THE cotton industry has come out fighting against a proposal by the South Australian-based Centre Alliance party to ban cotton exports.
Labelling the move a “political stunt”, Cotton Australia chief executive officer, Adam Kay, said it was an attack on the cotton industry and the rural communities and farmers involved in it.
“Once again we are seeing some politicians, mainly those from South Australia where no cotton is grown, kick our hardworking growers in an attempt to score easy political points,” he said.
“These farmers are enduring one of the toughest droughts in our nation’s history and do not deserve to be targeted so unfairly. It must stop.
“Our industry will not be dictated to by some point-scoring politicians disguising their vendetta against our industry as being in the ‘national interest’.”
Mr Kay said exporting cotton was not like ‘exporting water’ as the Centre Alliance asserted.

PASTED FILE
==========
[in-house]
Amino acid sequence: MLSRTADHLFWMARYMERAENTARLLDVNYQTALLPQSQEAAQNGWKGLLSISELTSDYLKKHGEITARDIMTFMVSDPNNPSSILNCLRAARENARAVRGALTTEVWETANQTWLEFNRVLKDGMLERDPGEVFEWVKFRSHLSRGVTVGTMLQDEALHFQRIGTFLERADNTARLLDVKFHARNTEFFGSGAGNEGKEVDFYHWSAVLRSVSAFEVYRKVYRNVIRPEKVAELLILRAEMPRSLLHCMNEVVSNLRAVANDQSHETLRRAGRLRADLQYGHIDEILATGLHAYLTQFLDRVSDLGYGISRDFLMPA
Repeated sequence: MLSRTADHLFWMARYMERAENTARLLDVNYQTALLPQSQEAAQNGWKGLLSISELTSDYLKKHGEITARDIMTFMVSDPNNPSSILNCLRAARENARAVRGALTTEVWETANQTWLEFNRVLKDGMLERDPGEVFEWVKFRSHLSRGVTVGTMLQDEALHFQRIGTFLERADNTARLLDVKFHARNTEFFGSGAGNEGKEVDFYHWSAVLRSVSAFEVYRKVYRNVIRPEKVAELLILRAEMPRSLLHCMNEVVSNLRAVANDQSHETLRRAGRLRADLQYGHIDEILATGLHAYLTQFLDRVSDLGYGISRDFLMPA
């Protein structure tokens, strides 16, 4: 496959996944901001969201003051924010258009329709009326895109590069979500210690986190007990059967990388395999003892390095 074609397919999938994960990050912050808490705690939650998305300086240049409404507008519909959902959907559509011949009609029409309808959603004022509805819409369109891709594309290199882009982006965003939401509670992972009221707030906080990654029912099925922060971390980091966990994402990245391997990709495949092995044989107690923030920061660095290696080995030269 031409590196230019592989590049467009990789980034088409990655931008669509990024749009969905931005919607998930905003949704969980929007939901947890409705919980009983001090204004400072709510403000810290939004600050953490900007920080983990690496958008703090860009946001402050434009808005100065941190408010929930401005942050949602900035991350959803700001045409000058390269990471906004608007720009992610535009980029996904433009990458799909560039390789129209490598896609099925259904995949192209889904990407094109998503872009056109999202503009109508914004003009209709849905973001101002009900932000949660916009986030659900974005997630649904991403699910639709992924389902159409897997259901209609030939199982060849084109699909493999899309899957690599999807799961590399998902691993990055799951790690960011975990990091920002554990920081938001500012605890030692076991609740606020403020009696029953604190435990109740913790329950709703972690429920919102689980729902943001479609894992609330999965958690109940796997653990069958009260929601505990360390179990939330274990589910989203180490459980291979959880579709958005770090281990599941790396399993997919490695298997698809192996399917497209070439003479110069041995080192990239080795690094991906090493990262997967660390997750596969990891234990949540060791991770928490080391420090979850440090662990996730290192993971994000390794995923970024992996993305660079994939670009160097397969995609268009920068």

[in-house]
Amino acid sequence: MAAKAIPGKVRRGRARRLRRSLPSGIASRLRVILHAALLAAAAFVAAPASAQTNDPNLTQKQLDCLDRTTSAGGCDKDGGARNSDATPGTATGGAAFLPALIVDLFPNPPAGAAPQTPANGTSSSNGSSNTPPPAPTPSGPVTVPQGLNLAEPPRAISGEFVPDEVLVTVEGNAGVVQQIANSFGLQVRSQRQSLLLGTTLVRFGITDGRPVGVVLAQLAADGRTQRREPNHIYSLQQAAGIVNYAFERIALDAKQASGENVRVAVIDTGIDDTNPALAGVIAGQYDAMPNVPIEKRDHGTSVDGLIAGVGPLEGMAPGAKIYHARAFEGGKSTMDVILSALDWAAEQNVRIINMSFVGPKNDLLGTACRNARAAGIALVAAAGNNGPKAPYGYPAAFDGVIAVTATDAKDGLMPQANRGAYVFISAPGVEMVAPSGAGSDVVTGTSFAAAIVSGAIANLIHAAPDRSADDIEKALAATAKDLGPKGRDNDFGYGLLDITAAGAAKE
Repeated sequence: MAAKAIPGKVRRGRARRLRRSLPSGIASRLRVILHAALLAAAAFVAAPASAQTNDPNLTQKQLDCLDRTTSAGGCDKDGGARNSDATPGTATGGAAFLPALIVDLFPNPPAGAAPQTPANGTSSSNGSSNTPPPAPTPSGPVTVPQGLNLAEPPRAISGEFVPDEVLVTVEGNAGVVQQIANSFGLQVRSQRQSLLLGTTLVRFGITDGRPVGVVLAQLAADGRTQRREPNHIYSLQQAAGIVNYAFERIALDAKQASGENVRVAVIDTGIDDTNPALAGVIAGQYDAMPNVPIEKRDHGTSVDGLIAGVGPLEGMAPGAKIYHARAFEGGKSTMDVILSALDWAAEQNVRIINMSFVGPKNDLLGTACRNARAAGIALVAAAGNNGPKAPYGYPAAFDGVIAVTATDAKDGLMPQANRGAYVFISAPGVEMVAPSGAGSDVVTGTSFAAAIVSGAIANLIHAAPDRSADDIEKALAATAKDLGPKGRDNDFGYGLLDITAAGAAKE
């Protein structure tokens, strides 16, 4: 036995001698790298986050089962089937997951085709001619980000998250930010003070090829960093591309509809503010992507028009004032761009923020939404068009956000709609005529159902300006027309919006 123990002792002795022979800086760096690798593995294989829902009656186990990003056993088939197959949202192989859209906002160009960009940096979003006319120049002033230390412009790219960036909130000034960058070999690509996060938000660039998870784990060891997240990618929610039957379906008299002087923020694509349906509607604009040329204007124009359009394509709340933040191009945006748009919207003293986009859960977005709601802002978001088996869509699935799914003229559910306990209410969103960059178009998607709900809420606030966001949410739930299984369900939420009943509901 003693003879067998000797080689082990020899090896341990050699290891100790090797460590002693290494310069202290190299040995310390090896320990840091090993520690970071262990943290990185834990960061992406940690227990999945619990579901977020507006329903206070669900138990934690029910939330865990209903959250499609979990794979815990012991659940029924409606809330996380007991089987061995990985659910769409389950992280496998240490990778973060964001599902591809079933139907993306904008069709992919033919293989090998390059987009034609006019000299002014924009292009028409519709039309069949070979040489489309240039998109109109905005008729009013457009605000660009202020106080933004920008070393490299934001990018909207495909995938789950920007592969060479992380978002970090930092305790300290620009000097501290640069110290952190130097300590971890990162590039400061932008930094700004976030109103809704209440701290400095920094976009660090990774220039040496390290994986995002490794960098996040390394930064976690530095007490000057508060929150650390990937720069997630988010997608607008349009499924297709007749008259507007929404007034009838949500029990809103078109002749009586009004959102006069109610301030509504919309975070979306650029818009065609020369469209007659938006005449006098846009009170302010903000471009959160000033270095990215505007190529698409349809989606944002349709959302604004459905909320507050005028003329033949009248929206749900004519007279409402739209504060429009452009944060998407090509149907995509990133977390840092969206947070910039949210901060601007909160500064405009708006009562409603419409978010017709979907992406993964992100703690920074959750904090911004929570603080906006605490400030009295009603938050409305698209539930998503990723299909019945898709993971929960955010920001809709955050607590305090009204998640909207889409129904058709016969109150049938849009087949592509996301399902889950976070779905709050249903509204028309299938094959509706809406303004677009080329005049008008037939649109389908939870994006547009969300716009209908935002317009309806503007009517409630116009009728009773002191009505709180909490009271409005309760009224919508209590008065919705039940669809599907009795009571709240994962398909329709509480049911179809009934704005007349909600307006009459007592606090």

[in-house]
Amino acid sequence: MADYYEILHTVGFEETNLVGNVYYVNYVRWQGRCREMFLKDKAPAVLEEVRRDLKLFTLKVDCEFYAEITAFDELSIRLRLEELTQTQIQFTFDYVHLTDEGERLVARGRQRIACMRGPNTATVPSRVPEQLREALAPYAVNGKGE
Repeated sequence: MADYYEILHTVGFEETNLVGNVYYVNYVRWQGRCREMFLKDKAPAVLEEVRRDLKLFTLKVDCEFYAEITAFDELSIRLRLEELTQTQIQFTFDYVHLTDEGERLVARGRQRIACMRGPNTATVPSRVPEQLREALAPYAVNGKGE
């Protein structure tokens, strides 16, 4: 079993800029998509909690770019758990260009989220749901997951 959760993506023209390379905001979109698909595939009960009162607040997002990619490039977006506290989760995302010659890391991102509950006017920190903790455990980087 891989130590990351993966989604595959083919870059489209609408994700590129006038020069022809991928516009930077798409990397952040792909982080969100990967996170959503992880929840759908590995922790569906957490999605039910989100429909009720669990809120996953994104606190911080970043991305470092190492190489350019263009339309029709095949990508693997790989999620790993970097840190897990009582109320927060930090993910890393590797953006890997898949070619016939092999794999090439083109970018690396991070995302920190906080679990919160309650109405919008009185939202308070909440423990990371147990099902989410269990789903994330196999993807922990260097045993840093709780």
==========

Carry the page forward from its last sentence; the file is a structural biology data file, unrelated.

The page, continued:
“This ridiculous claim blinkers itself to the fact that most agricultural exports in Australia use water in some way. To ban the export of cotton based on its water use would set a dangerous precedent for the fate of other agricultural industries that use water,” he said.
“It must be pointed out that, based on hectares, over 50 per cent of this year’s cotton crop is either dryland cotton or is being grown outside the Murray-Darling Basin.”
Mr Kay said the idea that if the cotton industry was restricted, or banned, more water would be saved for the environment was “ludicrous and represents a lack of understanding of water licensing”.
“Banning cotton would not see any extra water returned to the environment, as the water has been allocated to the irrigator’s licence,” he said.
“Cotton is the crop of choice as it gives growers the best return per megalitre of water. Other summer crops, like corn and soybeans, use similar amounts of water per hectare. Cotton is an annual crop that is only grown when sufficient water is available. If cotton was to be banned in Australia, farmers would use their water to grow the next most profitable crop.”
Source: Cotton Australia